(on camera): Why not take that money and run, instead of facing a possible elongated, and I assume very costly federal lawsuit?

SIMPSON: And possibly very nasty given his history with this case.

GRIFFIN (on camera): Well, it will be nasty, of course.

SIMPSON: Yeah. I think what he did to me and what he did to everybody else was really fraudulent. And I'd really like to take him to trial. I'd like to hold him accountable for what he did.

GRIFFIN (voice-over): That means taking Donald Trump into a courtroom and she may end up defending herself as well. Simpson is a registered Democrat. During the campaign, she even recorded an anti-Trump commercial for an outside group trying to defeat Donald Trump.

SIMPSON: America, do not make the same mistake that I did with Donald Trump.

GRIFFIN (voice-over): And while she described herself in that commercial as just a single mom, Sherri Simpson is also an attorney, an attorney who specializes in real estate foreclosures, bankruptcies. She's had her law license placed on probation and has herself filed for bankruptcy twice.

(on camera): Let me ask you a tough question for an attorney who deals with bankruptcies and foreclosures. How could you be so gullible and how could you be so, I'm sorry, but at the time, dumb to fall for this sales pitch?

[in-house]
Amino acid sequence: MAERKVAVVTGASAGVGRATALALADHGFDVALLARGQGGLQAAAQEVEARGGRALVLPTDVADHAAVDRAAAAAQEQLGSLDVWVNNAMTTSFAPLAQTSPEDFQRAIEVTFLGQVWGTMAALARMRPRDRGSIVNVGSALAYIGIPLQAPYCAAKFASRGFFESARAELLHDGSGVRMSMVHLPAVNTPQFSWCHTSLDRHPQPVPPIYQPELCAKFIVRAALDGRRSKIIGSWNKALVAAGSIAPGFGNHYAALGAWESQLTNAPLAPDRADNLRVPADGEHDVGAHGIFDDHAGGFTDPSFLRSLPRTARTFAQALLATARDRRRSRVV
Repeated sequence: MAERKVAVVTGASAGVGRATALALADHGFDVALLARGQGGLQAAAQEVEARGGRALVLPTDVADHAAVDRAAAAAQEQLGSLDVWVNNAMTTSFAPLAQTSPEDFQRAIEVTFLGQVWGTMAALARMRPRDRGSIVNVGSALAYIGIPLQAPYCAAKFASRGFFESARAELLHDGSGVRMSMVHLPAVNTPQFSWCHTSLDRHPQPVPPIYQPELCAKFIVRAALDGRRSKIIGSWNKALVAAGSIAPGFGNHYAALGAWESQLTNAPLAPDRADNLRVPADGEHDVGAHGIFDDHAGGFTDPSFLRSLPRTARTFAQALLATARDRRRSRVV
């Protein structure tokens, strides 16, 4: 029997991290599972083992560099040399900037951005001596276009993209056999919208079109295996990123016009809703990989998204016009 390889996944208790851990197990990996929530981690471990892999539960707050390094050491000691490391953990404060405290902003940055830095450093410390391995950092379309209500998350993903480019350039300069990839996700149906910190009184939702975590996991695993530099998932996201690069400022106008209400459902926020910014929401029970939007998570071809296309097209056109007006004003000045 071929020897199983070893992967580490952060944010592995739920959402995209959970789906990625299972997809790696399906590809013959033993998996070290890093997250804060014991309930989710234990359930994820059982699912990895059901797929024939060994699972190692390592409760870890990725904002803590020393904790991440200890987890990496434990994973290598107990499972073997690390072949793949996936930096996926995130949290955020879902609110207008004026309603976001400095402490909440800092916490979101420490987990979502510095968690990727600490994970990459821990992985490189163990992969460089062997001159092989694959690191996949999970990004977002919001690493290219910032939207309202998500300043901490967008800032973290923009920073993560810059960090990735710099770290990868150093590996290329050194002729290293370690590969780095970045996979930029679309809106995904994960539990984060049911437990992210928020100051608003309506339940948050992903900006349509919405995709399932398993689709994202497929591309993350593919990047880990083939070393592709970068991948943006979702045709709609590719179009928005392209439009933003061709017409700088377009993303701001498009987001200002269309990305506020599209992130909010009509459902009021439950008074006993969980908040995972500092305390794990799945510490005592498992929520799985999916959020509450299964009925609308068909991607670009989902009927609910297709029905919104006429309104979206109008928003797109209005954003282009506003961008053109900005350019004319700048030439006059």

SIMPSON: Can I ask you a question back? It looks like the whole country has done the same thing. He is a salesman. Donald Trump was the salesman. He was the one behind it. To the best of my knowledge, he was an extremely successful billionaire real estate mogul.

[21:45:06] I never suspected that it was a money making scheme, that there was no substance behind the smoke and mirrors. I really didn't.

GRIFFIN (on camera): You said in the beginning of this interview, you aren't a political person. Are you still not a political person?

SIMPSON: I'm still not a political person.

GRIFFIN (on camera): You seem like an anti-Trump person.

SIMPSON: Yes, except this didn't start when he was running for president. This didn't start when he was president. This started for me seven years ago. The mere fact that he's now our president shouldn't stop me or anybody else from continuing a lawsuit that was started long before, that was started on the basis of a fraud that was committed against us.

GRIFFIN (on camera): You feel he got away with it?

SIMPSON: I do. I feel he got away with it.

(END VIDEOTAPE)

COOPER: Drew, so right now, it sounds like she wants the ability to sue President Trump. But if she actually got her chance to sue him, what is -- what's the potential up side for him? I mean, what is she after?